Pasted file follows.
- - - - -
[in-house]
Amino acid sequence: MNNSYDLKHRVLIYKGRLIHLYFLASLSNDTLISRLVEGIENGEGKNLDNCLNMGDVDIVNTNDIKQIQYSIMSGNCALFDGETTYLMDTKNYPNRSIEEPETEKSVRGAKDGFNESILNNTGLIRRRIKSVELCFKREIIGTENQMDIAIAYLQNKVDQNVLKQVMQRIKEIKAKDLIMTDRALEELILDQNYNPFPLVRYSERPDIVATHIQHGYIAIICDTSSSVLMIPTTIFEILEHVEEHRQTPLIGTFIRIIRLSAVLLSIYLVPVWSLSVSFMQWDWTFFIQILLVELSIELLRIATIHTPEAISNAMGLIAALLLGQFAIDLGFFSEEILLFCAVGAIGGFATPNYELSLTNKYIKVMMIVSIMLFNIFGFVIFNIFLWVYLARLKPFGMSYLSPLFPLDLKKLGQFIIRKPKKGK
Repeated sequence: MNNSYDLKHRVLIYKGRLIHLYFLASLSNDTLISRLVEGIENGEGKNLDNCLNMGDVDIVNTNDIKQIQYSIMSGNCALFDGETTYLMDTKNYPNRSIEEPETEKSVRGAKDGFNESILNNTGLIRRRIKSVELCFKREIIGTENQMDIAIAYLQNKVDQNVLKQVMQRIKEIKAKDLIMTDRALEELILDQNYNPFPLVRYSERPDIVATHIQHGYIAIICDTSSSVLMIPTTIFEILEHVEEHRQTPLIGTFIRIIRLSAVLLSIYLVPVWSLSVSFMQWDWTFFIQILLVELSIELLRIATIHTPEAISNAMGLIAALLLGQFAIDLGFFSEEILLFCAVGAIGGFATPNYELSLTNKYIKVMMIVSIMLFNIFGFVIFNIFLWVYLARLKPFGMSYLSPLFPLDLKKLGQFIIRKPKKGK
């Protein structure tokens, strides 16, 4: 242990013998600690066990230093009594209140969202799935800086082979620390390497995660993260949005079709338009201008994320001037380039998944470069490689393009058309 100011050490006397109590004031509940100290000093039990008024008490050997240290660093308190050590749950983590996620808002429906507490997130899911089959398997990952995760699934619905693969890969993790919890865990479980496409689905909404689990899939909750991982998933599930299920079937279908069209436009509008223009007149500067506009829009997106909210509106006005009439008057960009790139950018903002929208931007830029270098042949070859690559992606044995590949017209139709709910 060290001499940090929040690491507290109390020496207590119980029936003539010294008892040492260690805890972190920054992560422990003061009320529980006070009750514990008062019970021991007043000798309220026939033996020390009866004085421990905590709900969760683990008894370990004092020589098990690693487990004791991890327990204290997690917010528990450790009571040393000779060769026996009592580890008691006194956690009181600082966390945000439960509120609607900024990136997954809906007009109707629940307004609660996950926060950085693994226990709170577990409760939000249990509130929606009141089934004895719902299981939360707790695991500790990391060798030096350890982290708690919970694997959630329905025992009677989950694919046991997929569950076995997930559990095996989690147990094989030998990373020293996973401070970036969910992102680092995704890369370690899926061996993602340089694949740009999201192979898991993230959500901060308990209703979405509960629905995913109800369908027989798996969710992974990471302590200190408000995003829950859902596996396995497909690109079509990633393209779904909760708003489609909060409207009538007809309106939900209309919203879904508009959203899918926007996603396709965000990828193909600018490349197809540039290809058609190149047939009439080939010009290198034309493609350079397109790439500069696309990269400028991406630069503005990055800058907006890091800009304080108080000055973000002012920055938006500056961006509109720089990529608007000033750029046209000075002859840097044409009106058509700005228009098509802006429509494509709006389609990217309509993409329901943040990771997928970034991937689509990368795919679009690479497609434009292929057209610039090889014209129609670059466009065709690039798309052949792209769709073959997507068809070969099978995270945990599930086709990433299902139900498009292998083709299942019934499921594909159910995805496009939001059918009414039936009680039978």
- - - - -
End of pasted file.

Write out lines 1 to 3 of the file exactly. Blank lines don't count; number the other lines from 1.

[in-house]
Amino acid sequence: MNNSYDLKHRVLIYKGRLIHLYFLASLSNDTLISRLVEGIENGEGKNLDNCLNMGDVDIVNTNDIKQIQYSIMSGNCALFDGETTYLMDTKNYPNRSIEEPETEKSVRGAKDGFNESILNNTGLIRRRIKSVELCFKREIIGTENQMDIAIAYLQNKVDQNVLKQVMQRIKEIKAKDLIMTDRALEELILDQNYNPFPLVRYSERPDIVATHIQHGYIAIICDTSSSVLMIPTTIFEILEHVEEHRQTPLIGTFIRIIRLSAVLLSIYLVPVWSLSVSFMQWDWTFFIQILLVELSIELLRIATIHTPEAISNAMGLIAALLLGQFAIDLGFFSEEILLFCAVGAIGGFATPNYELSLTNKYIKVMMIVSIMLFNIFGFVIFNIFLWVYLARLKPFGMSYLSPLFPLDLKKLGQFIIRKPKKGK
Repeated sequence: MNNSYDLKHRVLIYKGRLIHLYFLASLSNDTLISRLVEGIENGEGKNLDNCLNMGDVDIVNTNDIKQIQYSIMSGNCALFDGETTYLMDTKNYPNRSIEEPETEKSVRGAKDGFNESILNNTGLIRRRIKSVELCFKREIIGTENQMDIAIAYLQNKVDQNVLKQVMQRIKEIKAKDLIMTDRALEELILDQNYNPFPLVRYSERPDIVATHIQHGYIAIICDTSSSVLMIPTTIFEILEHVEEHRQTPLIGTFIRIIRLSAVLLSIYLVPVWSLSVSFMQWDWTFFIQILLVELSIELLRIATIHTPEAISNAMGLIAALLLGQFAIDLGFFSEEILLFCAVGAIGGFATPNYELSLTNKYIKVMMIVSIMLFNIFGFVIFNIFLWVYLARLKPFGMSYLSPLFPLDLKKLGQFIIRKPKKGK